The Roubaix and the endurance bike of basically all large manufacturers like Trek, Cannondale and Specialized are more conservative and less opinionated bikes. They will handle more slowly and more stably, the geometry will be more relaxed, etc. That sounds like I am poo-pooing these bikes, but I am not. They are the VW Golf or Toyota Corolla of the bike world: great and reliable, but not (supposed to be!) exciting. I had a bike like that, too, a Cube endurance bike. On paper and wallet-wise it was great. I just hated the geometry. It wouldn’t want to carve corners and it didn’t feel as sporty as I felt I was (rightly or wrongly). Read: it wasn’t fun!

The Roadmachine by comparison is a more opinionated take on an endurance road bike: it is a lot more aggressive as the geo chart @rkoswald posted shows. Even if you don’t know what the numbers mean, his point is that the Roadmachine falls between a racy road bike like the Tarmac and a “proper” endurance road bike like the Roubaix. In that he is spot on. The Roadmachine will feel more fun in the corners with quicker steering, etc. But you’ll pay a little in terms of comfort. But I’d just slap on the widest tires you can fit, and that deals with that.

Personally, I’d choose the Roadmachine (or a Teammachine) any day of the week over the Spec. But that’s because the Roadmachine fits my riding preference. So my advice: test ride both bikes and see how they feel. Pick the one that feels better. If you can, take them out for a few hours rather than a around the block once. BMC makes high-quality bikes. Their integrated cockpits are great, you can get e. g. mounts for Garmin and Wahoo, etc.

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Your wallet is definitely in trouble with those 2 brands.

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I race but not road, and my favorite bike is my Roubaix. Incredibly comfortable on various road conditions, I can ride it all day. It’s more aero than the previous generations of tarmcs too supposedly.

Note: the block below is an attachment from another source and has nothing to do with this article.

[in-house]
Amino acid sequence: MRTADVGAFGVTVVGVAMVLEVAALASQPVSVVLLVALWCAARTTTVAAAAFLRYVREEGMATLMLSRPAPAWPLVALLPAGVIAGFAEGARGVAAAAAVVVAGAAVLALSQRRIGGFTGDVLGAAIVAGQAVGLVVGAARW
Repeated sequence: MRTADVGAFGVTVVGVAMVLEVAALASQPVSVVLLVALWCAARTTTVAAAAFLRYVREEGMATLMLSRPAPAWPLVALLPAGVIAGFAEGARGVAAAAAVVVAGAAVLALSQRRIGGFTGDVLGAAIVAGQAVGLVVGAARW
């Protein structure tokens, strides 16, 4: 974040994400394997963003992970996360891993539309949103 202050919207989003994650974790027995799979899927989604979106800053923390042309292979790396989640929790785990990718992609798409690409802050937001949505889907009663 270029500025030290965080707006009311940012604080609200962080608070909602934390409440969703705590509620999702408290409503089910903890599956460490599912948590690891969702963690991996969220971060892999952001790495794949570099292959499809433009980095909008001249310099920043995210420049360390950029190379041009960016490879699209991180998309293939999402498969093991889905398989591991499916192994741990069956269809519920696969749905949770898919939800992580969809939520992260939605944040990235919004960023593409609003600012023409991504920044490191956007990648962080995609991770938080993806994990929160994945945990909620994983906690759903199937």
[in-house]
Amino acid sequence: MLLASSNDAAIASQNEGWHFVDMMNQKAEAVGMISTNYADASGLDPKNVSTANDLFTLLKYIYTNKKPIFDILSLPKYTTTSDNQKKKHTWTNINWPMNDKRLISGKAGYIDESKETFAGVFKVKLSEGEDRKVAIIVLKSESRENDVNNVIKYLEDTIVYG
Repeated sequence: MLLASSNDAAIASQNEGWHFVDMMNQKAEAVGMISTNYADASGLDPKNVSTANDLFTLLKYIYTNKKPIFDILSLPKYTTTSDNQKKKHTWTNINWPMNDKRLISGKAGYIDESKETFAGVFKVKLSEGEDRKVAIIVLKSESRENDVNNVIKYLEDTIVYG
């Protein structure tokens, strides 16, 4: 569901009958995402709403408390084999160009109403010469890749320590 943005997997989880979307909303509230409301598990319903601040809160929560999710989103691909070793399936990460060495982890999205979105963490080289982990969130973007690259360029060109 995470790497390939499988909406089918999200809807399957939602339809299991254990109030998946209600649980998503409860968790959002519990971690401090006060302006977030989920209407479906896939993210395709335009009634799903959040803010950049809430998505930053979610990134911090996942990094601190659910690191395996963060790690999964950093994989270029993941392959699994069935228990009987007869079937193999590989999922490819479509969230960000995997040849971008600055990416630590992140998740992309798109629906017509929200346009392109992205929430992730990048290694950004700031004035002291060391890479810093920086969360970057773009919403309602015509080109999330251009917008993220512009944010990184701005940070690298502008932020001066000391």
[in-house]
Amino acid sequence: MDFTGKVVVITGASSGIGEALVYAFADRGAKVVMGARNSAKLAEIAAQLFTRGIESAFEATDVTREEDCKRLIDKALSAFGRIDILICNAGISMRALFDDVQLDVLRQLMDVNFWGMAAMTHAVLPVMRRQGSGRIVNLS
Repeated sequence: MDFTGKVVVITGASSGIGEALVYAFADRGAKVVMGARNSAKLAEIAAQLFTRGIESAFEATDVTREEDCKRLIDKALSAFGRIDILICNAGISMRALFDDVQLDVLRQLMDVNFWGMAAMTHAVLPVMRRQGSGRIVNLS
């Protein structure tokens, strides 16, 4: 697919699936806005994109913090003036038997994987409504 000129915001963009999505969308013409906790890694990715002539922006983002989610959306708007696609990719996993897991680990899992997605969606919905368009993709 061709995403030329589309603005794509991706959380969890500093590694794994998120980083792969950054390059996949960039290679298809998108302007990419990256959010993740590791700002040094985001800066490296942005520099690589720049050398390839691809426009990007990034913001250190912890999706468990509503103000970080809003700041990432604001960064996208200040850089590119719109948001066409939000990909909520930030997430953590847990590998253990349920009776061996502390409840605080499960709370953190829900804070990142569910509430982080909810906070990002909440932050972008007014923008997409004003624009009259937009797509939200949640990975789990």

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What he said :+1:

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Good points. I over simplified my discussion with the LBS because we did talk about all of the things that you mentioned. My current bike is circa 2010 so geometries have changed a lot, and it’s probably one size too big for me. Comfort is my #1 objective for those longer rides.

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Loud and clear, I’m just 3.6 so am going to go and buy a race bike😎.

This was your point, right?

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Comfort is a funny thing and can’t always be determined by geometry charts. On paper, the Roubaix has a huge stack, but I lowered the stem and can get pretty low if needed. When I took it for a test ride though, it was like a magic carpet ride. Somehow I knew it was “the one” :star_struck:

On the other hand, I test rode a Tarmac SL7 before the Roubaix and it just wasn’t right for me. I can’t put my finger on it. I could have easily gotten my fit on either bike. Right around that time I was messaging @WindWarrior since he just got an SL7 and was singing the praises of the Tarmac saying he could ride all day.

My 2 cents…figure out your “must haves” and then ride the bikes if you can. But the one (regardless of race vs endurance geo) that feels right … or is the right color!

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Yup. Comfort depends on a ton of things, some of them being fit, tire size, another one being a cushy seat post. Even bikes with stiff frames can have a comfy ride.

One less excuse to delay a new bike purchase if you ask me. 11 years is a good run for a bike, I think.

Largely agree….especially the point about color. Seriously. If you are torn between two bikes and they are both reasonable fits, get the better color for you. It will make you want to ride it more.